“A lush orchestrated soundtrack in search of a film - you know, something big budget and with lots of expensive crane shots and boyfriends in the rain calling up to their girlfriends illuminated windows. John Cusack needs to hear this.” Mike Errico, Senior Editor - Blender Magazine, USA June 2007

"The most sophisticated rock album ever made by a South African Artist." FHM (February 2007)

"A écouter d'urgence." - Indietronica

"The album Frieze illustrates that Chris Letcher is one of the greatest songwriters to grace the shores of this southern-most tip of Africa." Lloyd Gedye, Mail & Guardian

"This is simply a great album. Truly world class. Intricate, complex, melodic, ambitious, funny, literate and so damn listenable it will make you gasp" - Jeremy Daniel, The Star

"Keenly intelligent, musically dense, utterly memorable, always sliding through any attempts to nail it down to a genre." Diane Coetzer, Billboard/Entertainment Africa

"Une grande réussite, un grand moment de bonheur simple à découvrir d'urgence..." - Mur de son - VARIOUS

"Prefix Mag"

8.5 out of 10

Even today, seventeen years after the end of the apartheid era and the economic and cultural embargoes that came with it, South Africa remains a culturally anonymous nation to most Americans. At best, we know its music through the vibrant harmonies of Ladysmith Black Mambazo and the softly foreign lilt of ex-pat Dave Matthews's accent. So when you first find out that singer/songwriter Chris Letcher hails from South Africa, his majestic international debut, Frieze, takes on a special importance. It becomes an unintended act of grand pop diplomacy, proof that there's something going on down there that's deserving of the world's ears.

Of course, calling Letcher the new ambassador of South African pop music is a silly move, in that there's nothing about Frieze that identifies it as a peculiarly South African record. The album sheds the African references and polyglot rock sound of Letcher's beloved former band, Urban Creep, in favor of the wide-palette pop settings of American indie favorites Sufjan Stevens and Andrew Bird. Hooks emerge gently, cradled by broad swaths of guitar, piano, brass, recorder, synthesizer, harmonium, cello, electronics, and multilayered vocals. And despite Frieze's sonic bigness, its songs feel small and personal.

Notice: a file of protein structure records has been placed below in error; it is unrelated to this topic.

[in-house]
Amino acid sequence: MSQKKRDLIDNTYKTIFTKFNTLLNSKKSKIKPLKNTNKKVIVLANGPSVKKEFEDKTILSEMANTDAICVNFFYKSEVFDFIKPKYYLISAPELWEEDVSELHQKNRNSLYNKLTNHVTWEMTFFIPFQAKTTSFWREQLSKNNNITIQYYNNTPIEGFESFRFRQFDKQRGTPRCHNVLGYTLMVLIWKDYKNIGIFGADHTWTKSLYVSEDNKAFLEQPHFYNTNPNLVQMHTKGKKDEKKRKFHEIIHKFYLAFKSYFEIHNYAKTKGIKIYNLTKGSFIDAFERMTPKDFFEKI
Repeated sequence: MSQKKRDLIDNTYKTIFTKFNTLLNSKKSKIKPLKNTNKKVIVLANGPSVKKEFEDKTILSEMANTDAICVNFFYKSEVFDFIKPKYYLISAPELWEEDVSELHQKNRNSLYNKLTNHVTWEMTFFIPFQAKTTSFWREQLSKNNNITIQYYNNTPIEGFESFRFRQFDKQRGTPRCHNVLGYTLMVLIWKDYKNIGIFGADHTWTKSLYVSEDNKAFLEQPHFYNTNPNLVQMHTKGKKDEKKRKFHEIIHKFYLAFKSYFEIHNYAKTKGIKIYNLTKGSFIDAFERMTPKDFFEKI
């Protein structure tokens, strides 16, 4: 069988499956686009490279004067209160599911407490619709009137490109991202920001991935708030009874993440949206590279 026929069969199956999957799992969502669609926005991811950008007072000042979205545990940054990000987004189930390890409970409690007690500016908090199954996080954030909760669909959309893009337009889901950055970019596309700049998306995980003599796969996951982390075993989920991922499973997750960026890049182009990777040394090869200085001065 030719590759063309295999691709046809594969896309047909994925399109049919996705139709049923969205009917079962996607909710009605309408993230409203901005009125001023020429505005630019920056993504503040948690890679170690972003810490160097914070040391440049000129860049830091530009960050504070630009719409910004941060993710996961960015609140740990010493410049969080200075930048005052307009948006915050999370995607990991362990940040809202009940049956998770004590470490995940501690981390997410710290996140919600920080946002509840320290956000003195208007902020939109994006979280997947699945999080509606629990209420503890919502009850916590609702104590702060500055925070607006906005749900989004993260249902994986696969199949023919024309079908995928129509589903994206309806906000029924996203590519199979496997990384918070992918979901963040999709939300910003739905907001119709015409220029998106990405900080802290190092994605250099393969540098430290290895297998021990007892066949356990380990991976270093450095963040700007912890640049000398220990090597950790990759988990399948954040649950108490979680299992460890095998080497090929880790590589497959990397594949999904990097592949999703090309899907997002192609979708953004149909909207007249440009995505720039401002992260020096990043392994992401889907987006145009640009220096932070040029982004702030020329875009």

Letcher's characters are just as imperfect and conflicted as real people. They feel pain, confuse love with sex, make bad decisions, leave each other, leave the earth. The poetic directness of Letcher's lyrics makes gorgeous songs like "Special Agents" and "Misheen" all the more heartbreaking. But there is hope amidst the despair. Album highlight "Milk" steamrolls right through the desolation of lines like "You don't love me you don't love me so bad/ I must be mistaken, you're the best that I had" with chugging, Arcade Fire abandon. On "I Was Awake I Could Not Move My Eyes," Letcher creates his own version of Sufjan Stevens's "Casimir Pulaski Day"( He turns some bad news about a friend's collapsed lung into a sprightly waltz, backed by piano, plucked strings, and the clicking of a real heart/lung transplant machine.

On "Bad Shepherd," Letcher sings "All broken things dream of repair" to a man whose father has just died. It's a simple mantra of perseverance, and it has the ring of truth to it, because we all know suffering, and we all know what it's like to desire healing. Frieze is a sad album, yes, but also tremendously comforting. Letcher has created a world that feels somehow more real than the one we're living in, and when the album is over, our own world doesn't feel quite the same.

- PrefIx Magazine

"CD of the Week"

Home and back again

The album Frieze illustrates that Chris Letcher is one of the greatest songwriters to grace the shores of this southern-most tip of Africa, writes Lloyd Gedye

hen complacency kicks in, it’s a downhill slide. The musical landscape is littered with examples of artists at the top of their game who let it all slip away.

Feelings of inadequacy and self-doubt will fuel the artistic fire for many years to come and they also go a long way towards explaining the sublime new album by one of South Africa’s truly great songwriters, Chris Letcher.

Having graduated from the Trinity College of Music in London with a master’s in music for composition, Letcher has embarked on a PhD in film music composition at the Royal College of Music.

He admits to feeling nervous and “completely inadequate” in the beginning, but says he is more comfortable now and that the experience has had a profound impact on his new album Frieze (Sheer).

“Part of doing all that stuff was becoming more familiar with all the recording technologies and being more in control of that, not having to rely on producers,” says Letcher.

He says that through his work, composing music for numerous films and documentaries, he has embraced ambient sound and electronic music, which is clearly evident on Frieze.